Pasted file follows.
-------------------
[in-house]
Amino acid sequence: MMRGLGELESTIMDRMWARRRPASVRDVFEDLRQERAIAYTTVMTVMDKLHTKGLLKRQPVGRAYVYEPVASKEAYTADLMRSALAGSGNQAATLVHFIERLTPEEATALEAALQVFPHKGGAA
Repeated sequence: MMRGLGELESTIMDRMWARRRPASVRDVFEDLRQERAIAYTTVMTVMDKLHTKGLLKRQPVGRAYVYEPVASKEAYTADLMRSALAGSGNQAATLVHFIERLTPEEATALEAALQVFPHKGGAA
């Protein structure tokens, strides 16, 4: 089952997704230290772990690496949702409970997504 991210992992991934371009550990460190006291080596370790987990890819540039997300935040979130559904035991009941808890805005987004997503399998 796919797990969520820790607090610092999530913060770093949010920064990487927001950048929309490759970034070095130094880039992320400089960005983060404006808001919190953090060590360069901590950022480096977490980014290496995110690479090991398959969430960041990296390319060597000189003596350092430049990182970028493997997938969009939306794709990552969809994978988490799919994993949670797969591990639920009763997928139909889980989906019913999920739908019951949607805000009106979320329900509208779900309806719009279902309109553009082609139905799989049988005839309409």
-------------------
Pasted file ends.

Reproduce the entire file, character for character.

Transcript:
[in-house]
Amino acid sequence: MMRGLGELESTIMDRMWARRRPASVRDVFEDLRQERAIAYTTVMTVMDKLHTKGLLKRQPVGRAYVYEPVASKEAYTADLMRSALAGSGNQAATLVHFIERLTPEEATALEAALQVFPHKGGAA
Repeated sequence: MMRGLGELESTIMDRMWARRRPASVRDVFEDLRQERAIAYTTVMTVMDKLHTKGLLKRQPVGRAYVYEPVASKEAYTADLMRSALAGSGNQAATLVHFIERLTPEEATALEAALQVFPHKGGAA
């Protein structure tokens, strides 16, 4: 089952997704230290772990690496949702409970997504 991210992992991934371009550990460190006291080596370790987990890819540039997300935040979130559904035991009941808890805005987004997503399998 796919797990969520820790607090610092999530913060770093949010920064990487927001950048929309490759970034070095130094880039992320400089960005983060404006808001919190953090060590360069901590950022480096977490980014290496995110690479090991398959969430960041990296390319060597000189003596350092430049990182970028493997997938969009939306794709990552969809994978988490799919994993949670797969591990639920009763997928139909889980989906019913999920739908019951949607805000009106979320329900509208779900309806719009279902309109553009082609139905799989049988005839309409």